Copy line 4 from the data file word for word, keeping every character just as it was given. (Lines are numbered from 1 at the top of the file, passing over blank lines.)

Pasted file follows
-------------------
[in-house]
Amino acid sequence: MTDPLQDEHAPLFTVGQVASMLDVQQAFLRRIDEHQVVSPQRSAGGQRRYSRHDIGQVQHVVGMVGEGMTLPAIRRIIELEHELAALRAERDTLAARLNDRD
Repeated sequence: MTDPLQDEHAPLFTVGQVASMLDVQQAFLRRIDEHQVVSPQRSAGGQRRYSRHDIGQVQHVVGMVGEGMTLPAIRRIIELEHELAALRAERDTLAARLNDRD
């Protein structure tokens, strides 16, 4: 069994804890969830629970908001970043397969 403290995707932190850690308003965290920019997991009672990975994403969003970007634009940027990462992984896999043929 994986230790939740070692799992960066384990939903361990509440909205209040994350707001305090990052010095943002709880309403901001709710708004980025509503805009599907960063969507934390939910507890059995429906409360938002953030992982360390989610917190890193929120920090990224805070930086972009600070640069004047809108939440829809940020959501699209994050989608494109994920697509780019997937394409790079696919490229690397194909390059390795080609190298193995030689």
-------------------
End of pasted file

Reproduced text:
């Protein structure tokens, strides 16, 4: 069994804890969830629970908001970043397969 403290995707932190850690308003965290920019997991009672990975994403969003970007634009940027990462992984896999043929 994986230790939740070692799992960066384990939903361990509440909205209040994350707001305090990052010095943002709880309403901001709710708004980025509503805009599907960063969507934390939910507890059995429906409360938002953030992982360390989610917190890193929120920090990224805070930086972009600070640069004047809108939440829809940020959501699209994050989608494109994920697509780019997937394409790079696919490229690397194909390059390795080609190298193995030689």